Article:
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Our "Adventures in Philanthropy" blog posts are written by our staff and diverse membership and offer a glimpse into the world of philanthropy, presenting current issues and information relevant to funders, policymakers, members of the media, and those interested in current issues and giving trends.


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Top Five Ways Grantmakers are Utilizing the Standards for Excellence® Program

Posted By Tausi Suedi, Tuesday, April 4, 2017

By Amy Coates Madsen, Director, Standards for Excellence Institute®, Maryland Nonprofits

All around the Free State, more and more grantmakers are utilizing the Standards for Excellence program. The Standards for Excellence program helps nonprofits live by the Standards for Excellence: An Ethics and Accountability Code for the Nonprofit Sector, a set of 67 standards for good nonprofit governance and management. The Standards for Excellence Institute, a project of Maryland Nonprofits, offers a host of high-quality educational materials and training programs to help nonprofits achieve and embrace these leading standards. Organizations demonstrate to funders (and everyone else!) that they operate in a way consistent with these high standards by participating in the Institute’s accreditation and recognition programs. Nonprofits that earn the Seal of Excellence can display it prominently and it also becomes part of their GuideStar profiles.

In Annapolis, the Community Foundation of Anne Arundel County has added a question about Standards for Excellence achievement to its grant applications. Melissa Curtin, Executive Director, stated, " Our confidence in an organization's focus on efficiency, effectiveness, integrity and transparency is increased significantly when an organization has earned the Seal."  

Prince George’s County Department of Social Services (PGDSS) is awarding extra points to organizations that receive the Standards. Additionally, the Prince George’s County Department of Housing and Community Development requests the list of Standards for Excellence accredited and recognized groups when they are undertaking their grants review process.


The Horizon Foundation, based in Columbia, Maryland, has eligibility criteria for its Level III funding opportunities that require either Maryland Nonprofits Standards for Excellence, BBB Standards of Accountability (or a similar industry specific standard) by the time of the grant award.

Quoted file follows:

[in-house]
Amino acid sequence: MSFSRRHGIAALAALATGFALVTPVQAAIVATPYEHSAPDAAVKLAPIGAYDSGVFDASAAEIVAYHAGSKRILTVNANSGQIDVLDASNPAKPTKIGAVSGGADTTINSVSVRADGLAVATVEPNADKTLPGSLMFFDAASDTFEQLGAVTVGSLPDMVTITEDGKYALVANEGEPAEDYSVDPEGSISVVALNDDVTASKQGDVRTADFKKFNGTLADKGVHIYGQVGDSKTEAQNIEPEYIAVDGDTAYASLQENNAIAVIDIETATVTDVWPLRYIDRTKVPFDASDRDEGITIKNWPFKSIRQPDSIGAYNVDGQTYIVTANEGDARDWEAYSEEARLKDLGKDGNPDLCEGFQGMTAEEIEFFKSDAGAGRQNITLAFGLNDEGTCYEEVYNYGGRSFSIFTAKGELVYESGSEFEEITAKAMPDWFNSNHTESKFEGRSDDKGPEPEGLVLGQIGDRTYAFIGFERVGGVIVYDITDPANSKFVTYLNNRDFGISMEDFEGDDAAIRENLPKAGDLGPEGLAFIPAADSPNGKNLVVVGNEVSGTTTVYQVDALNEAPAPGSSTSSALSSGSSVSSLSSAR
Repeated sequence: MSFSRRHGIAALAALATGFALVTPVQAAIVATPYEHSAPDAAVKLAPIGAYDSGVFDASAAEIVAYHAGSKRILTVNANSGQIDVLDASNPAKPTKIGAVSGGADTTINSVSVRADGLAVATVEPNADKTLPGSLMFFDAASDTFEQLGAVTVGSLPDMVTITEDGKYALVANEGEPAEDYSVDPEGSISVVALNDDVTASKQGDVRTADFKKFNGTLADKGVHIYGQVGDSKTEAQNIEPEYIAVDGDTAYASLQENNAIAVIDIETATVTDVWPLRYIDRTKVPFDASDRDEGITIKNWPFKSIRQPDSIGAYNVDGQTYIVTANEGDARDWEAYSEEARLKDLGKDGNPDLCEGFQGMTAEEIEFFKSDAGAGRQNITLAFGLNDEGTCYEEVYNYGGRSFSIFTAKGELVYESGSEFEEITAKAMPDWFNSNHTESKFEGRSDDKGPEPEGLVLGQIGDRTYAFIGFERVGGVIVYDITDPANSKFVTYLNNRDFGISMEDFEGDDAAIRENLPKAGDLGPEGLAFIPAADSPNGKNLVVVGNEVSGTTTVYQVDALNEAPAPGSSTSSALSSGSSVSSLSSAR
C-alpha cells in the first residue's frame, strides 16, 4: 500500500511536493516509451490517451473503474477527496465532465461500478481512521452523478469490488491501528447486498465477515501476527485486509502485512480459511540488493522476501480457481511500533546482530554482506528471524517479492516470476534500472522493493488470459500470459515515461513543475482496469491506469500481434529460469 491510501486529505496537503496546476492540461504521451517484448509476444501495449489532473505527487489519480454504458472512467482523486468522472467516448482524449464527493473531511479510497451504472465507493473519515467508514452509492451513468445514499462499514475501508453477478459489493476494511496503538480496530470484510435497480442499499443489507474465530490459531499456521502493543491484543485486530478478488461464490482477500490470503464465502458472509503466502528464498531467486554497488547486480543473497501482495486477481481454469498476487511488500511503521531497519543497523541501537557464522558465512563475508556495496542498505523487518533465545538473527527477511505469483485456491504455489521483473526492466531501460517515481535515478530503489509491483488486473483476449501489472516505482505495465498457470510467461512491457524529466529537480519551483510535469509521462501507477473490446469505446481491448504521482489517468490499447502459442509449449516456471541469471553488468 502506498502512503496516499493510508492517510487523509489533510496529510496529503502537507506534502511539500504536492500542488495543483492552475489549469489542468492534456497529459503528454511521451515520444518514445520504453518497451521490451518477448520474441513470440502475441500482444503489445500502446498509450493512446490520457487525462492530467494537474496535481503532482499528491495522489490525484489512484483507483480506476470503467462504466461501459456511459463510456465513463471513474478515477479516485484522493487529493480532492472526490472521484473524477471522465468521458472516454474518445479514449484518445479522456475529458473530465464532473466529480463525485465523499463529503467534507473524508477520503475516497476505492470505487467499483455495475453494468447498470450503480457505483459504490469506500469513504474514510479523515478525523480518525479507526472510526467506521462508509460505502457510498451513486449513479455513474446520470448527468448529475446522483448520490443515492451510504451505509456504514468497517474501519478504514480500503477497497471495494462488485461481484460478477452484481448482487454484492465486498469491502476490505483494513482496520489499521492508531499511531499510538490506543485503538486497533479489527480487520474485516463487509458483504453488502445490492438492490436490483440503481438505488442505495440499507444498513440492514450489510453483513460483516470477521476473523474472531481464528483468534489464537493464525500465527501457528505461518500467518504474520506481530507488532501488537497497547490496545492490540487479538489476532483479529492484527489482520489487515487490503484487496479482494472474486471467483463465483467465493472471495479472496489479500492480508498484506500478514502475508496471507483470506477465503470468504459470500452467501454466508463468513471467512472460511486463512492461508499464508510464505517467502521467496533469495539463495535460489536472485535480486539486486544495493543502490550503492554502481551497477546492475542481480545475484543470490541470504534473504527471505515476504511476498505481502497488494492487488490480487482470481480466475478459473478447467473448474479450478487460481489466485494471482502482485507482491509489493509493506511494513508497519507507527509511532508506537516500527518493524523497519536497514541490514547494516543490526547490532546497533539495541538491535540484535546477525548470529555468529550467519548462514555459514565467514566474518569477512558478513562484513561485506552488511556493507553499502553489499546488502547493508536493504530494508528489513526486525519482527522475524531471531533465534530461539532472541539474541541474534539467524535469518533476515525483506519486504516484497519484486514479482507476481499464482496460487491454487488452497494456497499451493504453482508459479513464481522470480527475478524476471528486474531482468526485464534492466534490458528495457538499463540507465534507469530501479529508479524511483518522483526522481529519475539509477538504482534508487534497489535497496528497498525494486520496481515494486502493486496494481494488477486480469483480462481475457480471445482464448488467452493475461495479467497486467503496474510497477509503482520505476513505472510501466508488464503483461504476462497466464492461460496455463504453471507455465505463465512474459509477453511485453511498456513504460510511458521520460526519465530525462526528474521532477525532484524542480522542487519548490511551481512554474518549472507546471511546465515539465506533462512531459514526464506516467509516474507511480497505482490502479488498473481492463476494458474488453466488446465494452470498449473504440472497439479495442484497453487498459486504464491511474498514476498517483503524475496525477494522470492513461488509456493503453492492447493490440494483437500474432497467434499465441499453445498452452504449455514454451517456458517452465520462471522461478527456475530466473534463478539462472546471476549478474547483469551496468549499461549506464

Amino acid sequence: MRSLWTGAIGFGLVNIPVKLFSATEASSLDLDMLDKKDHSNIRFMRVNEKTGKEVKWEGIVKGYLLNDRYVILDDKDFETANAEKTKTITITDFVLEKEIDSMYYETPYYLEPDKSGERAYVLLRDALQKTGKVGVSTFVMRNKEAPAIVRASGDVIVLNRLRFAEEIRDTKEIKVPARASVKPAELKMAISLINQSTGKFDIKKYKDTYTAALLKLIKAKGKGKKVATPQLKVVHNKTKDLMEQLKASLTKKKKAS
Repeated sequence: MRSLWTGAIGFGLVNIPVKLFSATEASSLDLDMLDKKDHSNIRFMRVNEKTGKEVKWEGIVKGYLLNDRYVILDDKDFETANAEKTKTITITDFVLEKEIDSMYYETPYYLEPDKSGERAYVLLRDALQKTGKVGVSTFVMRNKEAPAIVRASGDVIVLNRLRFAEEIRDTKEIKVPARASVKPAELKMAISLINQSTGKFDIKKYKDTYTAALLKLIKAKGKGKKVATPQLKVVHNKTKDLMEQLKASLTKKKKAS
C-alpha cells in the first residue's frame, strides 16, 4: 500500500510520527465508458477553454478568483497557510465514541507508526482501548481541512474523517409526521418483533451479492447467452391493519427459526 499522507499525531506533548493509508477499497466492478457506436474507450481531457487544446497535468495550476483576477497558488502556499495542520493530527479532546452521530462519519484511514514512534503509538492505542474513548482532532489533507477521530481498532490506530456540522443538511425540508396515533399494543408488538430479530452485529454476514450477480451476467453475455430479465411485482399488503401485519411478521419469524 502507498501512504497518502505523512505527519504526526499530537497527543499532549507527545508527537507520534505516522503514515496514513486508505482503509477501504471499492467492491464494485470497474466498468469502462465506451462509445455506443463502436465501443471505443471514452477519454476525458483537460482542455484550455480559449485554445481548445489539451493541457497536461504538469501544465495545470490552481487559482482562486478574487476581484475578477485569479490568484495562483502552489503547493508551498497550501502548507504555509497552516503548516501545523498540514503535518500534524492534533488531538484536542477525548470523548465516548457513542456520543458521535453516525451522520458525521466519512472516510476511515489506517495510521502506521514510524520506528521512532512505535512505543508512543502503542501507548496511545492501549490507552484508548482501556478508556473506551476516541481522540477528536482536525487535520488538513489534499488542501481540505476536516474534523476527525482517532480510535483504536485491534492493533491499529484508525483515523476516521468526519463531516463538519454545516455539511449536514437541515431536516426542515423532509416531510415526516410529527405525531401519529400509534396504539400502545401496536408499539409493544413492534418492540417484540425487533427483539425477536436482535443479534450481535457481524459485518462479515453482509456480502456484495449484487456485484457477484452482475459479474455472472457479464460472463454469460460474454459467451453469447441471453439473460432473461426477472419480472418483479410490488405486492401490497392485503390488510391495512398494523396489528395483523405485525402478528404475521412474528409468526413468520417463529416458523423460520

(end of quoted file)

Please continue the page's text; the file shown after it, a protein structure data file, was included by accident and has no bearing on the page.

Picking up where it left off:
Kaiser Permanente of the Mid-Atlantic States is sponsoring a cohort of organizations in Baltimore to strengthen their governance and management capacity and earn the Seal of Excellence, combined with leadership development and peer learning.  T. Rowe Price Foundation is also sponsoring a cohort of organizations West Baltimore to strengthen their capacity, in part, utilizing the Standards for Excellence. 

The Standards for Excellence program is now offered under license by regional, statewide and national partners all around the country. 

The Community Foundation of Northeast Alabama (CFNEA) offers training and coaching for organizations interested in being accredited by the Standards for Excellence Institute®, and sets aside additional funding available exclusively for Standards accredited organizations.

“It is imperative that not-for-profits of all sizes be effective, efficient, credible and transparent as they strive to meet critical community needs,” says Jennifer S. Maddox, President and CEO of the Community Foundation of Northeast Alabama. “We believe not-for-profit organizations are our partners in achieving the mission of the Community Foundation of Northeast Alabama. The Standards for Excellence® accreditation gives us confidence in the grants we make.” 

Other examples of foundations moving in this direction are plentiful. 

• Seven foundations in Pennsylvania (where the Standards for Excellence program is offered by the Pennsylvania Association of Nonprofit Organizations) encourage their grantees and other nonprofits to participate in the Standards for Excellence training and accreditation process (Phoenixville Community Health Foundation; Westmoreland County Community Foundation; Grable Foundation; Philadelphia Foundation; Montgomery County Foundation; Adams County Community Foundation; and the HBE Foundation.)

• Eleven foundations in Ohio (where the Standards for Excellence program is offered by the Ohio Association of Nonprofit Organizations) do the same (Richland County Foundation; Licking County Foundation; Dayton Community Foundation; the Cleveland Foundation; the Columbus Foundation; Toledo Foundation; Greater Cincinnati Foundation; Findlay-Hancock Foundation; Gund Foundation; Gar Foundation; and the Mathile Family Foundation).